Since Bowser Jr. is also accompanying Mario (not that he likes you now or anything), he can help out as well, either as an AI or in Co-op. He functions in a similar manner to the Costar Mode in the Galaxy games, being able to collect or attack enemies to make things a bit easier for Player 1. It’s somewhat disappointing considering the main adventure’s robust four player, but it might be fun for young kids to take control. When not playing with someone else, you can direct Jr.’s Fury by tapping the screen or using a motion controlled pointer with R. I tried not to use this too much, as he can collect things from very, very far away which trivializes the Shines requiring you to collect Shine Coins. There are also some sections where he can spawn in a power up using his paintbrush, and he’ll also give you one after collecting 100 coins. Overall I feel he serves simply to add to the charm of the mode more than gameplay, his dialogue and interactions with Mario are funny, and he’ll even laugh when the plumber takes damage.

This expansion does something I don’t think I’ve seen a Switch game do when it comes to Docked and Portable modes: Bowser’s Fury runs at 60fps docked and 30fps portably. Going from the TV to the Switch’s screen can make this transition very jarring, and honestly made me a bit nauseous. It would have been great to be able to toggle a graphics option in portable mode to achieve 60 for this reason, but starting a gameplay session in portable mode plays just fine.

Bowser's Fury Gameplay - Switch [Gaming Trend]

While Bowser’s Fury is a very fun expansion, it’s strict adherence to the main game’s controls is a constant hindrance once again highlighted by the existence of a run button. When holding an object, pressing Y again will cause Mario to throw it which can be very bad in certain Shines where you bring kittens back to their parents, but the frustration is compounded by the now fully 3D camera. Players will naturally want to adjust the camera so they can see where they’re jumping to, and since Humans only have 2 thumbs you can see where this is going: to adjust the camera, you need to take your thumb off of the run button. You can center the camera behind Mario with L, but this doesn’t work vertically for some reason so either you have to deal with less visibility or consign yourself to going slow most of the time. Again, this could easily be fixed by allowing players to use another button or even rebinding controls in an actually useful options menu, but Nintendo seems intent on making their otherwise fantastic game just that more frustrating.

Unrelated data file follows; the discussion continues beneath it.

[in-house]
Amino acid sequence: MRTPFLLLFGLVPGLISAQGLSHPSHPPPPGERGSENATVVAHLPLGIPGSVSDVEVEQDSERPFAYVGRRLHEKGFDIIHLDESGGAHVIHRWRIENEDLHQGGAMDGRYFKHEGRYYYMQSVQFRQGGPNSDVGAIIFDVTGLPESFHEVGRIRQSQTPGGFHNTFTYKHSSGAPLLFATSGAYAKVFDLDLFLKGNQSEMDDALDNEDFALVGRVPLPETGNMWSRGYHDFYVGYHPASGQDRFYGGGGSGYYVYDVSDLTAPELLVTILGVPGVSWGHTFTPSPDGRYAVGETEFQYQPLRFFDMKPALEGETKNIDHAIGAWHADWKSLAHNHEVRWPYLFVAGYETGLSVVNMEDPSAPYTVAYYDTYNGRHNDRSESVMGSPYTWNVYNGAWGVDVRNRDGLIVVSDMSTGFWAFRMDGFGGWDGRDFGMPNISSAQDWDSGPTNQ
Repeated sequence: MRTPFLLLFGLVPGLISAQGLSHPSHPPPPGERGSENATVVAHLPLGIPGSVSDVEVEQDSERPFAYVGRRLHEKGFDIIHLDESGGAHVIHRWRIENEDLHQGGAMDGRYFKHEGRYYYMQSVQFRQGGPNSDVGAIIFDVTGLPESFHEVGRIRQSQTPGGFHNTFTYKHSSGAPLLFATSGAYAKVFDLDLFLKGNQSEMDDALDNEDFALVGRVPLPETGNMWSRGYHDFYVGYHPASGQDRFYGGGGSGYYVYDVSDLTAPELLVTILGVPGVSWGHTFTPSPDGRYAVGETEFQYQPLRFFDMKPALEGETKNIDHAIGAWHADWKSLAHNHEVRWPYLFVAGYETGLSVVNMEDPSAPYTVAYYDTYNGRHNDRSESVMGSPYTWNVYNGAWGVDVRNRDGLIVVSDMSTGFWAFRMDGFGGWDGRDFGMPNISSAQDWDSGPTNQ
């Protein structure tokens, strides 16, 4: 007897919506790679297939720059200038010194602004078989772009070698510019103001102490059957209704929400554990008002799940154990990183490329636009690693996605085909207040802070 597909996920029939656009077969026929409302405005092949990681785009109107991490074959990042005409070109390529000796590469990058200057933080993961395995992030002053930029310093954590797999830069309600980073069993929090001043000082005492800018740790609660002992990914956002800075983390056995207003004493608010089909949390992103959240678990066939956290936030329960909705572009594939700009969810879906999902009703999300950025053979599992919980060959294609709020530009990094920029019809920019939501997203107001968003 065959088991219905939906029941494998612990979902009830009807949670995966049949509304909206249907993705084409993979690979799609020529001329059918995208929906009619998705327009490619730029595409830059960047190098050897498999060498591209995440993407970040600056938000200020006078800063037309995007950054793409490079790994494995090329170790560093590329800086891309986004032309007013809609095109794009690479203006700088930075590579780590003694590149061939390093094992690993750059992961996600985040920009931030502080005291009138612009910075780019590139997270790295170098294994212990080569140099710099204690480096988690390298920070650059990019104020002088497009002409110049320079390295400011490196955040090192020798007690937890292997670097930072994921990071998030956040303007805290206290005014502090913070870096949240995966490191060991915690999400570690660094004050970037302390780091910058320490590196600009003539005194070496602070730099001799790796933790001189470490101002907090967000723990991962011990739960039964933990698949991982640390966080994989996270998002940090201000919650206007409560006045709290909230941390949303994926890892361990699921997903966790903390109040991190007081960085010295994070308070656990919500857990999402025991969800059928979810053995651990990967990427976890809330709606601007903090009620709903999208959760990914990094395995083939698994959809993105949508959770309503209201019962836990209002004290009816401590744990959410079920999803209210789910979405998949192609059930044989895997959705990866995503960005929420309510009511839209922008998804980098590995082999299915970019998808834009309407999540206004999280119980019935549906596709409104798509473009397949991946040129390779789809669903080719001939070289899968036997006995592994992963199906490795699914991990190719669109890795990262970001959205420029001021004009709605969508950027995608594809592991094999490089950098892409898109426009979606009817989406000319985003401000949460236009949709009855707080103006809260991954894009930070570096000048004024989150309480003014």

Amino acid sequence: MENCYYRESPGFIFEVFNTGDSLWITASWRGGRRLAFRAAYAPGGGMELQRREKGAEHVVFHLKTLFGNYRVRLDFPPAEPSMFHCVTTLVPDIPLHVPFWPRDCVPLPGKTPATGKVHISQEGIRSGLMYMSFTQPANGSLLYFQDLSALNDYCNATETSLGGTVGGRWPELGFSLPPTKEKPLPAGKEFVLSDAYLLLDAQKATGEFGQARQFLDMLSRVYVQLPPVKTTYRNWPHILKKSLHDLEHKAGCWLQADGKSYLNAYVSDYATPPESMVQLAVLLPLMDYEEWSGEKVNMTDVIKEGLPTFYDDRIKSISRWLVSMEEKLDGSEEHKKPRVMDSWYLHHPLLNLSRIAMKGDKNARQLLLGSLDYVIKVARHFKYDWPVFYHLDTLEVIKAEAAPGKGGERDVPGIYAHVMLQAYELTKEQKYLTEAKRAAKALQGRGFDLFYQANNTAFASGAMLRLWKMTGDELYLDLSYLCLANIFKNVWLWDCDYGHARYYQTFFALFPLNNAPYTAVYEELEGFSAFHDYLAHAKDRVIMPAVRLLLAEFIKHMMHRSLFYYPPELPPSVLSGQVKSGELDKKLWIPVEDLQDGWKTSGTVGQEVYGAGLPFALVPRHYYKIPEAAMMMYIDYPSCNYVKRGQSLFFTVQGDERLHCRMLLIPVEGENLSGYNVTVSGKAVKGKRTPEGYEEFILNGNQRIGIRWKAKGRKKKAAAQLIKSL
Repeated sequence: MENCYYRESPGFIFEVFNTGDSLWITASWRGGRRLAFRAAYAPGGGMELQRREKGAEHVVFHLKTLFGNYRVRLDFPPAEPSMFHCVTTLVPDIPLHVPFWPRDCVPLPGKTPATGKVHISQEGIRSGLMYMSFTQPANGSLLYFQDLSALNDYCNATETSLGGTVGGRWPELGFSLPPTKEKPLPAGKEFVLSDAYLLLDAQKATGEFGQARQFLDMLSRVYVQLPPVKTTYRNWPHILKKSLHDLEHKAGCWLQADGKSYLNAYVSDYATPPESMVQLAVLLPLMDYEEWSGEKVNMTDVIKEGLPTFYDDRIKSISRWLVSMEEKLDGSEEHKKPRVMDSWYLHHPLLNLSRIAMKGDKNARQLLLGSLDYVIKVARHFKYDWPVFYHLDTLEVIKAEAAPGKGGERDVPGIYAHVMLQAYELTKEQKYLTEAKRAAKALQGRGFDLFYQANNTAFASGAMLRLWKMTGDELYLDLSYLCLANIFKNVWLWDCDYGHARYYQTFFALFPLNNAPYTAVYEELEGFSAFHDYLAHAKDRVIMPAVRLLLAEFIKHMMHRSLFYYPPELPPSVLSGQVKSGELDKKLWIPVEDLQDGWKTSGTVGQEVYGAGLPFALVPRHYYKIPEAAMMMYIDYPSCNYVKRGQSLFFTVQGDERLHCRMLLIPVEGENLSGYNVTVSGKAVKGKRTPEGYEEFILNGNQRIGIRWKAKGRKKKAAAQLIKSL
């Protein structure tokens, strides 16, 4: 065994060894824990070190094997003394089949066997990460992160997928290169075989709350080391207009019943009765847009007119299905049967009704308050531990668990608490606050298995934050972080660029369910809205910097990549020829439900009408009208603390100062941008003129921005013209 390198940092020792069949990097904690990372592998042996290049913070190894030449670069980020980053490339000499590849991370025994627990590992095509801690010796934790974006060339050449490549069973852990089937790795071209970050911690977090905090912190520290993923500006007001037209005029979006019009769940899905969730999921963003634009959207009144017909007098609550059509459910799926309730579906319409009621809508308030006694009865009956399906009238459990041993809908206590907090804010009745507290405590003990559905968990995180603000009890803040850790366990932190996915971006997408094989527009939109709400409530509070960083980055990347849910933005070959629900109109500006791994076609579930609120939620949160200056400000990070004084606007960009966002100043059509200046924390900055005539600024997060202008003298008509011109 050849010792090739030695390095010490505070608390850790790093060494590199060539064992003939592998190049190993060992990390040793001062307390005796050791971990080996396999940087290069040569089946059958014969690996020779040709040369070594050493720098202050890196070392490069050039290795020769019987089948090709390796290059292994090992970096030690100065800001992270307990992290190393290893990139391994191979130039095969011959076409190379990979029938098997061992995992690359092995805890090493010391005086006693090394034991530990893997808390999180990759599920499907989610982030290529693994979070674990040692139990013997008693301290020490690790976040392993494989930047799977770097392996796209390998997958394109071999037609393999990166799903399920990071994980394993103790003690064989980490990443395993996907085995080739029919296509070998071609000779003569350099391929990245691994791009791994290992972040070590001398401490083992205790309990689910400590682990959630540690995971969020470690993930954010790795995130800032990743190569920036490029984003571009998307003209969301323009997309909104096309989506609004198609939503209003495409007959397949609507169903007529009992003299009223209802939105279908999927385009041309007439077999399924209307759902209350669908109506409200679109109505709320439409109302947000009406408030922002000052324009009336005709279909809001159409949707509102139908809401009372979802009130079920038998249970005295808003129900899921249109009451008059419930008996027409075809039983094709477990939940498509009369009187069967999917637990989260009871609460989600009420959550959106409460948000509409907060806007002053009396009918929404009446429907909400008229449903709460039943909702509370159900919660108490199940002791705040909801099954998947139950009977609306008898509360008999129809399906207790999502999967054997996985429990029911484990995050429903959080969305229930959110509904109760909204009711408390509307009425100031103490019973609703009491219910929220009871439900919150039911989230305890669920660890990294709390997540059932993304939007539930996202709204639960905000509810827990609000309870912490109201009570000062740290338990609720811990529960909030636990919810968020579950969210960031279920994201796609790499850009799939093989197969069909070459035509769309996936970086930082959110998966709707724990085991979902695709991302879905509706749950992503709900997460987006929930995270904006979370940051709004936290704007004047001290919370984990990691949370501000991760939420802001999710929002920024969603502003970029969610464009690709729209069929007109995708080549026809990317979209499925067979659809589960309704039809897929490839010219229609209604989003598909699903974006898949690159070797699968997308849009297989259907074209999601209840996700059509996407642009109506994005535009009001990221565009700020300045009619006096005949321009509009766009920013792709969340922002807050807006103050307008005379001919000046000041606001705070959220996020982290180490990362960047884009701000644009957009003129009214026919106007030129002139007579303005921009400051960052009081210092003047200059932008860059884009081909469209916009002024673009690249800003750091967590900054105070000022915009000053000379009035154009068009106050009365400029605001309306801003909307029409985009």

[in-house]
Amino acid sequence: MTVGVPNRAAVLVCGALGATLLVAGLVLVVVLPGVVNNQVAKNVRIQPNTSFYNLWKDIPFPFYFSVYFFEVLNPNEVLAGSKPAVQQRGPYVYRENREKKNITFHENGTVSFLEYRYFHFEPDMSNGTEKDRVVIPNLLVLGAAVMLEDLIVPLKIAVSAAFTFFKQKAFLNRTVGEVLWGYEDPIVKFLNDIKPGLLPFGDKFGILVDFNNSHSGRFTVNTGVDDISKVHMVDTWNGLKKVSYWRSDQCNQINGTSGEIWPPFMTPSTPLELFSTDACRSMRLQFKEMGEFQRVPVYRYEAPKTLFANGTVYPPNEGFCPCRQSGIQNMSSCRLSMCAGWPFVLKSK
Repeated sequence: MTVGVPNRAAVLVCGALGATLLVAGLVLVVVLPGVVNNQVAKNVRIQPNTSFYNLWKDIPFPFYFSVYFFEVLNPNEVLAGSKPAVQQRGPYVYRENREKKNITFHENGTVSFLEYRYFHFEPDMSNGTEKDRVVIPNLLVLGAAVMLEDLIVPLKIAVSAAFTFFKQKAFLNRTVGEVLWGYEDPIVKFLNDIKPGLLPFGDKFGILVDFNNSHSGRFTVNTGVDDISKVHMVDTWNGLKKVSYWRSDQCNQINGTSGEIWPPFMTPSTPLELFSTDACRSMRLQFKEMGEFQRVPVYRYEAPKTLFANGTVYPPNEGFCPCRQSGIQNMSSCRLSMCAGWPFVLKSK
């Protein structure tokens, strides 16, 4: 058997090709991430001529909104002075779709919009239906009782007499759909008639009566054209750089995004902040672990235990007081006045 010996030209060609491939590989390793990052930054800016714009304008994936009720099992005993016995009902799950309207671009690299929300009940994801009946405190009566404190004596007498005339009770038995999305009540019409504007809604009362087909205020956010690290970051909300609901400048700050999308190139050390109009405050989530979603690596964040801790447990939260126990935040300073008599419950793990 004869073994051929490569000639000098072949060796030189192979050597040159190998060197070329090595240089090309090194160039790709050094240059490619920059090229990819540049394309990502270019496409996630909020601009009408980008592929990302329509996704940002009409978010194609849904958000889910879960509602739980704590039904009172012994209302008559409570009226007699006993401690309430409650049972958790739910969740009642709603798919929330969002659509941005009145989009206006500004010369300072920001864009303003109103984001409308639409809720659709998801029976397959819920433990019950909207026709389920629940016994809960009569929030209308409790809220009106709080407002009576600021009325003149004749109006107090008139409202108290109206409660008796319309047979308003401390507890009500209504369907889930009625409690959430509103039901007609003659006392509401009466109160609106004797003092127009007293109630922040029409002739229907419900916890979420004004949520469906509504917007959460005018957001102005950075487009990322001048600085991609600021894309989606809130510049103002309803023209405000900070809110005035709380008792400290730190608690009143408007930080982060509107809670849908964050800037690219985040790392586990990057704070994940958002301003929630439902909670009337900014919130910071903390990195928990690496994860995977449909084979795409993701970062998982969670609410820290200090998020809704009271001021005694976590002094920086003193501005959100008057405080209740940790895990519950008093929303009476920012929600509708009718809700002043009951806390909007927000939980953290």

David is the kind of person to wear his heart on his sleeve. He can find positives in anything, like this is a person who loved Star Fox Zero to death. You’ll see him playing all kinds of games: AAAs, Indies, game jam games, games of all genres, and writing about them! Here. On this website. When not writing or playing games, you can find David making music, games, or enjoying a good book.
David’s favorite games include NieR: Automata, Mother 3, and Gravity Rush.



Super Mario 3D World + Bowser's Fury

Review Guidelines

Super Mario 3D World + Bowser’s Fury contains two excellent Mario games, but is unfortunately held back by frustrating controls, especially in multiplayer, and a lot of waiting in Bowser’s Fury when going for 100%. If you can get past that though, you’re in for some of the best 3D platforming Mario has to offer.

David Flynn

Unless otherwise stated, the product in this article was provided for review purposes.